The Seattle True Independent Film Festival is upon us, and here’s why you should start paying attention to it.
The offerings of the New Works Festival, varying drastically in tone and form, are matched in a number of combinations throughout it, making for continuously-changing playbills. So that while Mountain of Dreams, for example, goes up one evening alongside Vitruvius and Fight, it’ll share a bill the next week with Over: exposed. As a result, performances compliment and/or clash with one another to varying degrees from night to night, and each evening is by design unique.
There is often a fine line between video games and reality. Some of us pour over a controller or mouse for hours at a time, tailoring our gaming experience to be exactly the fantastic reality we wished we could live in. Being able to escape from the sometimes harsh, sometimes monotonous minutia of our existence is in part the reason video games exist and have become so widely popular amongst people of all ages. So what happens when two people are given the opportunity to literally act out their real life experiences through a fantasy world in a video game? You won’t know until you witness the onstage interactive video game improvised show, GAUNTLET.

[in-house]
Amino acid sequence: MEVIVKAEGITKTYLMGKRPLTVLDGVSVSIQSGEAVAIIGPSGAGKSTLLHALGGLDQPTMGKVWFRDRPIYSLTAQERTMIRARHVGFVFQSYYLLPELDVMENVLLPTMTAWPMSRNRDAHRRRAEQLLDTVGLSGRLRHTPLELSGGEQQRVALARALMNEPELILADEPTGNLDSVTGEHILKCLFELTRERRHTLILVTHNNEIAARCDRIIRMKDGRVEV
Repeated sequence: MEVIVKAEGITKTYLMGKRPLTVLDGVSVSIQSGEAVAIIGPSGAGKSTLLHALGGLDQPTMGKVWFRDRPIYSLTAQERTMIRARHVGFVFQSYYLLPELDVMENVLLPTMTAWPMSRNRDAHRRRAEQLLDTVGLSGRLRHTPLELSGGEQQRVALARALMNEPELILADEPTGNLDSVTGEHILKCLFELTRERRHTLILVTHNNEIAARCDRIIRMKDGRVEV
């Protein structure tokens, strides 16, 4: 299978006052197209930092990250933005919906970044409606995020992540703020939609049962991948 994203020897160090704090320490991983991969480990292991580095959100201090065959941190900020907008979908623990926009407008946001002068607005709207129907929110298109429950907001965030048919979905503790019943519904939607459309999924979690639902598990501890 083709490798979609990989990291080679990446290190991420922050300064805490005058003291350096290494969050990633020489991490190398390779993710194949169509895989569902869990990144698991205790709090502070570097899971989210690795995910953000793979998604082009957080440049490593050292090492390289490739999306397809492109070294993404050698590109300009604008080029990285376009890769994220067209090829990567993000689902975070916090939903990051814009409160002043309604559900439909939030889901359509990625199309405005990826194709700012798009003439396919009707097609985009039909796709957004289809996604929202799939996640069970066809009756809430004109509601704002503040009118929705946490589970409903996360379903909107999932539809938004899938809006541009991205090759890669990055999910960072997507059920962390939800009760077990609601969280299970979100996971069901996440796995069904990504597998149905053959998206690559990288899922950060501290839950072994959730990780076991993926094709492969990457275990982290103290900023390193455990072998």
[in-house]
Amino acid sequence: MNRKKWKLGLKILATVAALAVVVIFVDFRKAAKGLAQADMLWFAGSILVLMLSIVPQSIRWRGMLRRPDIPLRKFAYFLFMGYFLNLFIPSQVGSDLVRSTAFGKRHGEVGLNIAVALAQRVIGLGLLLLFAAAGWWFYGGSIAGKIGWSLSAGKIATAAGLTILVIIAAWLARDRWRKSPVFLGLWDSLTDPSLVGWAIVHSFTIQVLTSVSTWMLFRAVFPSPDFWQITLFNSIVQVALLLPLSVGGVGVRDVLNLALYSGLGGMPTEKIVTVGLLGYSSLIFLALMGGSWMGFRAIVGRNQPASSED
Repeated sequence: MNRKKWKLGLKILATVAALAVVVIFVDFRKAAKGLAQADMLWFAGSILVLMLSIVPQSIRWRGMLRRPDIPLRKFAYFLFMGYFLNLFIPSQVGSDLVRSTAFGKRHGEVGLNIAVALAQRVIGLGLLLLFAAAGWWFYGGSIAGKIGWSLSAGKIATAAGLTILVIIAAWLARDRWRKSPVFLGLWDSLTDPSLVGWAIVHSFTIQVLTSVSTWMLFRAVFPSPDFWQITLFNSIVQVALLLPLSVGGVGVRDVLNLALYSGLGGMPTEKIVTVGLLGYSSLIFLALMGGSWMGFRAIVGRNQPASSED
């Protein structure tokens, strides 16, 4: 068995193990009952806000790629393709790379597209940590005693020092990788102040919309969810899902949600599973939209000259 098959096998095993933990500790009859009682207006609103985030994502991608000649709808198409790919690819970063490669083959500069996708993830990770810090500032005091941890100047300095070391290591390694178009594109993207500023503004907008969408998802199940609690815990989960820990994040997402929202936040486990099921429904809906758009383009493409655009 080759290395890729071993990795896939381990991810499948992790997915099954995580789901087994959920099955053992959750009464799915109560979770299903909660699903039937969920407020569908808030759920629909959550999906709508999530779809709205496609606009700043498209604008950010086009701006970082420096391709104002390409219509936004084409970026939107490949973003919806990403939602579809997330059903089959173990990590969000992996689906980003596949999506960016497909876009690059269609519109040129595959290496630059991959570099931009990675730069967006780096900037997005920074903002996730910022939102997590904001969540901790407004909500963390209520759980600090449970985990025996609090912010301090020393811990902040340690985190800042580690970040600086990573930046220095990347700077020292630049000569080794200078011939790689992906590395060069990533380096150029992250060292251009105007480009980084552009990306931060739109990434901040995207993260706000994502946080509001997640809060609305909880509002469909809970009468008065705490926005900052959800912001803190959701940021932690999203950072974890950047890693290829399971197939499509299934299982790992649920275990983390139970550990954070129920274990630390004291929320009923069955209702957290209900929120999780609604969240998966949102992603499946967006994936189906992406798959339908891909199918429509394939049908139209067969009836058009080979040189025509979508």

My plan was to write a draft of the story, and then cut and adapt the scenes. But all things work together for good, at least in this case. Before I spiral much further into angst or research or other forms of writerly avoidance and overthink-age, my producer asked if we could meet to run through the story and workshop it.
Team of Heroes: Behind Closed Doors, now in production at Annex Theatre, is the second part of a proposed trilogy that aims to bring the excitement of comic books on stage with a mix of humor and pathos. Unfortunately, the plays have so far leaned toward zany and wacky comedy, while paying lip service to pathos and drama.